I had implemented this in Logic via some Midi pre-processing in the past and it worked just fine (either with aftertouch or the pitchbend wheel). It would be great if such a mode would be implemented in the VSL players in the future.


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    @Kai said:

    I had implemented this in Logic via some Midi pre-processing in the past and it worked just fine (either with aftertouch or the pitchbend wheel). It would be great if such a mode would be implemented in the VSL players in the future.

    That sounds...amazing!  If I had a controller capable of aftertouch, I'd try it out right away.  The pitchbend wheel, on the other hand... 

    If you don't mind, could you elaborate on the pre-processing you did?  I don't use Logic, but I'm betting there's a way to replicate it somehow...


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    @Kai said:

    I had implemented this in Logic via some Midi pre-processing in the past and it worked just fine (either with aftertouch or the pitchbend wheel). It would be great if such a mode would be implemented in the VSL players in the future.

    That sounds...amazing!  If I had a controller capable of aftertouch, I'd try it out right away.  The pitchbend wheel, on the other hand... 

    If you don't mind, could you elaborate on the pre-processing you did?  I don't use Logic, but I'm betting there's a way to replicate it somehow...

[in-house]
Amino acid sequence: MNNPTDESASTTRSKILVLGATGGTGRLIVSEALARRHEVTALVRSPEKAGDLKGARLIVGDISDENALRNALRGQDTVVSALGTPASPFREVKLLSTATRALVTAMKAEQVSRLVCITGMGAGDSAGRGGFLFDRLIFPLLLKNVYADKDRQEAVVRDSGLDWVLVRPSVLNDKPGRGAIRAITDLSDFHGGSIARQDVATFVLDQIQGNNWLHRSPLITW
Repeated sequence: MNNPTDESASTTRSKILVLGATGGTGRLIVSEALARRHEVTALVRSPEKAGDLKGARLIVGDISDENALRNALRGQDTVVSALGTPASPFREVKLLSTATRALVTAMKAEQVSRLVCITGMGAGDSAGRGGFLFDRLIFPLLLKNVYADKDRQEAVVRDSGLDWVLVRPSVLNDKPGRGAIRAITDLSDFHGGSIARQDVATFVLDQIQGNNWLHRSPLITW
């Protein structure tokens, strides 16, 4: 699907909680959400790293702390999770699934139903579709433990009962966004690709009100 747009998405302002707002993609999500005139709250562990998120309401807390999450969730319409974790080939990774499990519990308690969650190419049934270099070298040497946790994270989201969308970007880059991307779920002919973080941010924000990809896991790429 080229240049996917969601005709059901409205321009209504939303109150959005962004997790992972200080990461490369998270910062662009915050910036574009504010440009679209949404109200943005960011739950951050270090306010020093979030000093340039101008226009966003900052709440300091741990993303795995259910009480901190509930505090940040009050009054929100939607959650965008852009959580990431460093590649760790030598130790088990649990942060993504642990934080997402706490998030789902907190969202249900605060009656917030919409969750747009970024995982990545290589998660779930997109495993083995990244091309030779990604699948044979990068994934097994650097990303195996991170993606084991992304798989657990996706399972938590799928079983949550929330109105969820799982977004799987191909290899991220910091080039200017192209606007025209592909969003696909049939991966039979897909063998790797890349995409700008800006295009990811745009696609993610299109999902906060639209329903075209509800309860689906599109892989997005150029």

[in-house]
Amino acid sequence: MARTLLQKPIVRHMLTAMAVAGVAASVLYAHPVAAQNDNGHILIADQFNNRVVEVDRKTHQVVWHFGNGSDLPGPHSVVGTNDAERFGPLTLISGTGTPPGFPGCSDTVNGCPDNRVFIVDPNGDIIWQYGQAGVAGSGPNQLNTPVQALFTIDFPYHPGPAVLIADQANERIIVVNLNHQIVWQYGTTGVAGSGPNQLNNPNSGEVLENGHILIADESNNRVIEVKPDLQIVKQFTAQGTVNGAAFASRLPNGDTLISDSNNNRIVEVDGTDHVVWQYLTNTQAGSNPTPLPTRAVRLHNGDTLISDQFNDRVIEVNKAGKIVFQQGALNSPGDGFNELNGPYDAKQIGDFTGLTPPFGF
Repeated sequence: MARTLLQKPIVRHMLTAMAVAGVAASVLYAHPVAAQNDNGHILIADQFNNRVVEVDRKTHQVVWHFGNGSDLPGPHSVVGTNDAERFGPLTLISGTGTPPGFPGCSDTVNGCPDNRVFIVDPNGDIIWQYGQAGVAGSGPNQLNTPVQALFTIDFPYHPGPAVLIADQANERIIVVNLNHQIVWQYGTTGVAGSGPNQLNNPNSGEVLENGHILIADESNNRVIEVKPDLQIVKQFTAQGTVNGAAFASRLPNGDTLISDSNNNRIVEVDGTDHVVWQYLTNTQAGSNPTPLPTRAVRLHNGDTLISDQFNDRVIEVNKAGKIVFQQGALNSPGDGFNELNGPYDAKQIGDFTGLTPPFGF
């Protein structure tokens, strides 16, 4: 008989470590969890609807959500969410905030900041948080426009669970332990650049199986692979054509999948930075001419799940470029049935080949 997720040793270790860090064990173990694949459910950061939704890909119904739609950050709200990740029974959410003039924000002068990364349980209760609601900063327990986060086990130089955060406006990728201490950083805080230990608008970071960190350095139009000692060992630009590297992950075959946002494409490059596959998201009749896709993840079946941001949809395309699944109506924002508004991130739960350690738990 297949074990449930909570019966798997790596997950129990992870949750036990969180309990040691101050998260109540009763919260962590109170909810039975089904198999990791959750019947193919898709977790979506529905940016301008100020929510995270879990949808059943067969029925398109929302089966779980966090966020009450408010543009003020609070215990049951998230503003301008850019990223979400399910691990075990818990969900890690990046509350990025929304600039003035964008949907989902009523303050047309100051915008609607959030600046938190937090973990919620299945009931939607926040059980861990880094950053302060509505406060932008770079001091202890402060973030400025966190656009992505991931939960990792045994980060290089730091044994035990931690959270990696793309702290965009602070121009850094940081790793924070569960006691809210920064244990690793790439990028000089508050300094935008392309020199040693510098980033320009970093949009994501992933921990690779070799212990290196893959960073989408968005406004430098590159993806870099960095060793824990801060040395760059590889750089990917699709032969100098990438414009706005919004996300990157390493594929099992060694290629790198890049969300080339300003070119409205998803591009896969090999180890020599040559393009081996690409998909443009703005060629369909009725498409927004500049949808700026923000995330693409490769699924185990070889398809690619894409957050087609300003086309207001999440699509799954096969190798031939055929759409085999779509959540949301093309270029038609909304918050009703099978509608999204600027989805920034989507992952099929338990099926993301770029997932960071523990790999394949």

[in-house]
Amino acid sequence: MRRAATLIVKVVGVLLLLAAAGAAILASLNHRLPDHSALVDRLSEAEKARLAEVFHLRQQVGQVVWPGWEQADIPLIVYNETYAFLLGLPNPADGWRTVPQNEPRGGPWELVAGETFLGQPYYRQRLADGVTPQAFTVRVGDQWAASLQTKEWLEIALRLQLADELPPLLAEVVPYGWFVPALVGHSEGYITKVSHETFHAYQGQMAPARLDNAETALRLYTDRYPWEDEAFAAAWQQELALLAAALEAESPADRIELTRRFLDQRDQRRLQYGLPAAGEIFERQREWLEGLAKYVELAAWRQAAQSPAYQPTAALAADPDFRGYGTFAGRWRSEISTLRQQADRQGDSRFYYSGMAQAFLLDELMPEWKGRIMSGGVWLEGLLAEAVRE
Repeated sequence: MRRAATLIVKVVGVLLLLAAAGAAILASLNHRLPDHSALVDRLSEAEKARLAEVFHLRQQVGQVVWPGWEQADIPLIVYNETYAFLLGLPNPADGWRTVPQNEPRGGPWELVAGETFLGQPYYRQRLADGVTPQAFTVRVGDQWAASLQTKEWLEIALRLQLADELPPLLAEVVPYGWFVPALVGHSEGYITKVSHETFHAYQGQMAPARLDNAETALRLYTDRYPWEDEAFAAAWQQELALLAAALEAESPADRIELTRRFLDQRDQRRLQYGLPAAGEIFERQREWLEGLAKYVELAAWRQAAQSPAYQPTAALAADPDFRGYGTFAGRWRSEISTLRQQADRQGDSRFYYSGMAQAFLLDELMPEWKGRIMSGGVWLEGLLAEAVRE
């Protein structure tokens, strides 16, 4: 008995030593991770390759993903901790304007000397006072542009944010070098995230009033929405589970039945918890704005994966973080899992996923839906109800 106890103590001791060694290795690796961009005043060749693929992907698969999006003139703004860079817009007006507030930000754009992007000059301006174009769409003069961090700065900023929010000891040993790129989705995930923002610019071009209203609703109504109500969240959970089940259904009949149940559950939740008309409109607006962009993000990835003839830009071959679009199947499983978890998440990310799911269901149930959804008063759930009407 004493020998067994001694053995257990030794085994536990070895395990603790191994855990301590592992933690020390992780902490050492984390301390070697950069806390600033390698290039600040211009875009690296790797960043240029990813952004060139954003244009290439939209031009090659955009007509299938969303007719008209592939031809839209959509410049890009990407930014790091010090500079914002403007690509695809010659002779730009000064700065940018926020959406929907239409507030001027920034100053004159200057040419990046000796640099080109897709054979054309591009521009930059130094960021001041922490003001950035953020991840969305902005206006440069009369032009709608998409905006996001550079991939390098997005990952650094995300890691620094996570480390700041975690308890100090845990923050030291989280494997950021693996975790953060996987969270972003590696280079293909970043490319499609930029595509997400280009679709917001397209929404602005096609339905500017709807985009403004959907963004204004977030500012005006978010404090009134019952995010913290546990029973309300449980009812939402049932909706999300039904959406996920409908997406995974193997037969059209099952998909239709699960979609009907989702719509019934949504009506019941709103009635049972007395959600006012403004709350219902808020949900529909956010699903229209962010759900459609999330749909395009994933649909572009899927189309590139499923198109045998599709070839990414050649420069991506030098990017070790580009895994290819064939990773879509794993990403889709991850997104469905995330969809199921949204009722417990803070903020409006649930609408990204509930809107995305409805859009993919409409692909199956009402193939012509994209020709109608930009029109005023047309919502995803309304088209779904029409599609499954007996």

In the past I did this in Logic's Environment, but any software that allows real time Midi processing should be able to do this. I just created a corresponding script for Logic's Scripter Midi Plug-In (which is based on Java script).

    This is what it does:

    - The velocity of every incoming note-on event first has to be stored in some variable vel, Then the note-on event has to be duplicated and the first instance has to be converted to a velocity x-fade controller event with value vel

    - When controlling velocity x-fade with channel pressure (aftertouch) only an increase starting from the initial value is possible. For this the channel pressure event with value cp has to be transformed into a velocity x-fade controller event with value vel+cp/127*(127-vel)